The other thing we’re doing is trying to staff up. We’ve already posted nine jobs in the last month for caseworkers. We’re trying to take the pressure off the call center because there have been waits and it’s been a real problem. We’re looking at both human solutions and technological solutions.
And we’re looking for leadership. On Tuesday, we’ll have an acting director who previously worked at OCFS — Elissa Wynne — as we’re doing a national search. Trying to find somebody who can come at this with a fresh perspective but a perspective of the state where there have been some successes, I think, will be a way to reinvigorate this very important office.
Are there any practices of the Office of Child and Family Services arm of DHHS left over from the previous administration that you want to uphold?
Lambrew: I want to, in fairness to this process, do what I described — get all the recommendations lined up, get feedback from our team, stakeholders, the public, before saying yes or no, because I don’t want to create the top-down mentality of we know what’s right, we’re not going to take a pick and just go with things without that involvement.
Part of my overall goal for the department is engaging our workers, the people in the private sector who are close partners in crafting solutions, so it feels premature to say what parts of the child welfare system we’ll keep and what we’ll change.
My hope is that in the same way we’re trying to be communicative about the MaineCare expansion, sooner rather than later, we can do the exact same thing in child welfare. You’ll hear shortly from us on our first, immediate steps.
Do you think family reunification should be prioritized?
Lambrew: I don’t think there’s an either/or; there’s always a balance. So, we are in this process of working through ways to ensure safety while focusing on reunification and permanency wherever possible. We are going to figure out a balance that is an operational balance that our case workers can have as they deal on a case by case basis.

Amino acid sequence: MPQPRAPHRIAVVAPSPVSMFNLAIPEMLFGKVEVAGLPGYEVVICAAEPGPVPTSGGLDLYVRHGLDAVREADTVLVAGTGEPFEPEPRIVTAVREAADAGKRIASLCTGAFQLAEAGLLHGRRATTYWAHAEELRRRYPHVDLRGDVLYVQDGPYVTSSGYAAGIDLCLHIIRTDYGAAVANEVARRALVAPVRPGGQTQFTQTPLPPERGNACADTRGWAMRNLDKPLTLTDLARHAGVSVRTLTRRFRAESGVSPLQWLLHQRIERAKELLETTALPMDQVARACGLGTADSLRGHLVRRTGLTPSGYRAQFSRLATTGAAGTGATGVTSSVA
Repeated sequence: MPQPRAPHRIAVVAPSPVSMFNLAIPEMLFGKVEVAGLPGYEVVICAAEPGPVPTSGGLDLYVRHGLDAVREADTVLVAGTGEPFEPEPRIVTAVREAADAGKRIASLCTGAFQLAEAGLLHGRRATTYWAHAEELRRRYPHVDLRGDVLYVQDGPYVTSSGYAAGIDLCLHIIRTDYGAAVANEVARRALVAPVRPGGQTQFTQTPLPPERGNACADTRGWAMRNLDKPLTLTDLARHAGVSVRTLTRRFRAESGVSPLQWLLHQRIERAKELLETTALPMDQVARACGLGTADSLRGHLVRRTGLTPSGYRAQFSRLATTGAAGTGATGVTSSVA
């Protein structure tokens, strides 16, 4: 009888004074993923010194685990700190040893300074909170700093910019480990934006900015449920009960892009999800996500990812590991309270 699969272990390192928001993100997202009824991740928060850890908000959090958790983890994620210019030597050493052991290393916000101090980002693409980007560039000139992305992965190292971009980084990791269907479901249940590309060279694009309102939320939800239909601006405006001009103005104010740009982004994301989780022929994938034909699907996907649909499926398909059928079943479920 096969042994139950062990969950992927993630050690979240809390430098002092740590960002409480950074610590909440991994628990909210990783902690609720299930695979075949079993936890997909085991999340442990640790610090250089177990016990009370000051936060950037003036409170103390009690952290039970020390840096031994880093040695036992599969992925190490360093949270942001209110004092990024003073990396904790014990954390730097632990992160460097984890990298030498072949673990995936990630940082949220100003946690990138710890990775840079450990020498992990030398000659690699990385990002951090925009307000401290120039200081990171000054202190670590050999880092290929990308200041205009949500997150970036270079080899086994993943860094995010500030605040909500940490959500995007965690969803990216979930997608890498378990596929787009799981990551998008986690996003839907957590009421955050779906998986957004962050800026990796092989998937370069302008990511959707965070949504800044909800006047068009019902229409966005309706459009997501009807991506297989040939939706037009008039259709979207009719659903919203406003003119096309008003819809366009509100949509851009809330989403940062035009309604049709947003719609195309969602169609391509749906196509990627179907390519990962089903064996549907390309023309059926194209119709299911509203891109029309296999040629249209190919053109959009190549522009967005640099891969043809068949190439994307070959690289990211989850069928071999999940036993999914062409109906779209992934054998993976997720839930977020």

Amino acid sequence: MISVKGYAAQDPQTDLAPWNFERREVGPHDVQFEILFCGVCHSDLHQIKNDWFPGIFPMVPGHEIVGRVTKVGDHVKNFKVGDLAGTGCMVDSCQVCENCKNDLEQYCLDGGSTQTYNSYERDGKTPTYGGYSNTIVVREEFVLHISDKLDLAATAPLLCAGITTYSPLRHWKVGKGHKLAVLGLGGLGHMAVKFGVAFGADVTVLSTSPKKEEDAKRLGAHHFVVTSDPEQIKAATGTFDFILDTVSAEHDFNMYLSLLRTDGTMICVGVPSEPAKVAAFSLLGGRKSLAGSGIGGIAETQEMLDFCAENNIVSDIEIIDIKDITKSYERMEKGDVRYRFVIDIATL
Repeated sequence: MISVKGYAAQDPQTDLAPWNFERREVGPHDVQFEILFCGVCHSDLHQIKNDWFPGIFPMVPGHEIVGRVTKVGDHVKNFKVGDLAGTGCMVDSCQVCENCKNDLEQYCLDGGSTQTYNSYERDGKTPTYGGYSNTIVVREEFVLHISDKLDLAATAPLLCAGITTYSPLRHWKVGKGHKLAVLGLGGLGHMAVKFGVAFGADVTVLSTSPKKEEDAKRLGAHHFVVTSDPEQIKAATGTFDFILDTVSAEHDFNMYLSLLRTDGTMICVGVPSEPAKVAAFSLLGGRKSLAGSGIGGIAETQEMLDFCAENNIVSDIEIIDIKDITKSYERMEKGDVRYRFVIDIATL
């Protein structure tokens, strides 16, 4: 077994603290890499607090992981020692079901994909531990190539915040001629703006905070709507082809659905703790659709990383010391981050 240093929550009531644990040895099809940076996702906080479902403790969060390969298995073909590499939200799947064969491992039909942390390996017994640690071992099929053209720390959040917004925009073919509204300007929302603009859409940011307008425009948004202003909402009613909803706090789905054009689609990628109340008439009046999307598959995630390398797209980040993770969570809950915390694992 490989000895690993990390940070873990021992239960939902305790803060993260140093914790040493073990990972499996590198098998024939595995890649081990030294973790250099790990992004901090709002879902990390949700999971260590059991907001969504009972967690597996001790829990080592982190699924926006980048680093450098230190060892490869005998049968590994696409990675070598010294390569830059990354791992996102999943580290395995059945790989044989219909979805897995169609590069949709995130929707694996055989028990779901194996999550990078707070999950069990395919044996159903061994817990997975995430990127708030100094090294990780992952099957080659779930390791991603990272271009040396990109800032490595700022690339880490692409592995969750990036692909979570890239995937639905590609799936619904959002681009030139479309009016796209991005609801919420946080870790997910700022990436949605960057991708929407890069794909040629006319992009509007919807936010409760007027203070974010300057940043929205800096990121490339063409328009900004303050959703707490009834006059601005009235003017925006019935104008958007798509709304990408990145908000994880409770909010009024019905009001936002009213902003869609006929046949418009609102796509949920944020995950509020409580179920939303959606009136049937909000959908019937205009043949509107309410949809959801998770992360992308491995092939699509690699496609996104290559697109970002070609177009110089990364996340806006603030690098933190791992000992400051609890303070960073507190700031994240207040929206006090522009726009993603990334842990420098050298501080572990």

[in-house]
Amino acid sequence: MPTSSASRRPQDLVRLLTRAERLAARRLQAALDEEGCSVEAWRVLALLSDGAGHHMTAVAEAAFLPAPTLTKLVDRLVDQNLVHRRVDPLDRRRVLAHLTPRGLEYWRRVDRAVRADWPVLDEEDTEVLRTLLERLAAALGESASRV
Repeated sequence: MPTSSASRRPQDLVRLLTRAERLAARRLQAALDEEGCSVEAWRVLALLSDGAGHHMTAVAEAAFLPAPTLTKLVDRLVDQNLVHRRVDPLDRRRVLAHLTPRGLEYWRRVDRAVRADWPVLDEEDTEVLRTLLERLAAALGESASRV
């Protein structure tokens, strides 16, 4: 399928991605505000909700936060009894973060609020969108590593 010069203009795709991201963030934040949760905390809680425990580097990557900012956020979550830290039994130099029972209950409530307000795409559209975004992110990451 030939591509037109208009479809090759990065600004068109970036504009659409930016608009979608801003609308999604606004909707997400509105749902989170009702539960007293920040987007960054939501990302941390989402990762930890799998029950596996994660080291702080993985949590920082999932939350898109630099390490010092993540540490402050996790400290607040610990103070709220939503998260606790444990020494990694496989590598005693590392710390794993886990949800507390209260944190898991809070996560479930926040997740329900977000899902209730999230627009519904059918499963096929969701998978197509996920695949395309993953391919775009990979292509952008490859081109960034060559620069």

Have you started communicating with on-the-ground caseworkers yet?
Lambrew: Started, yeah. We’re trying to figure out ways to do this in a way that’s respectful, so we get to hear all voices.
Do you think if a parent is found to be an active drug user, it should necessarily warrant their child being taken out of their custody?
Lambrew: Child safety is our priority and my understanding is that substance use may be a factor in the decision, but I will say that this is something that we would need to have an expert give you an answer on. I don’t think there’s a black-and-white decision on this. Within that, we also have to be sensitive to the fact that there are also federal laws and requirements around this.
Will you talk a little bit about how the department will work with Gordon Smith, the leader of the administration’s efforts to address Maine’s opioid addiction epidemic?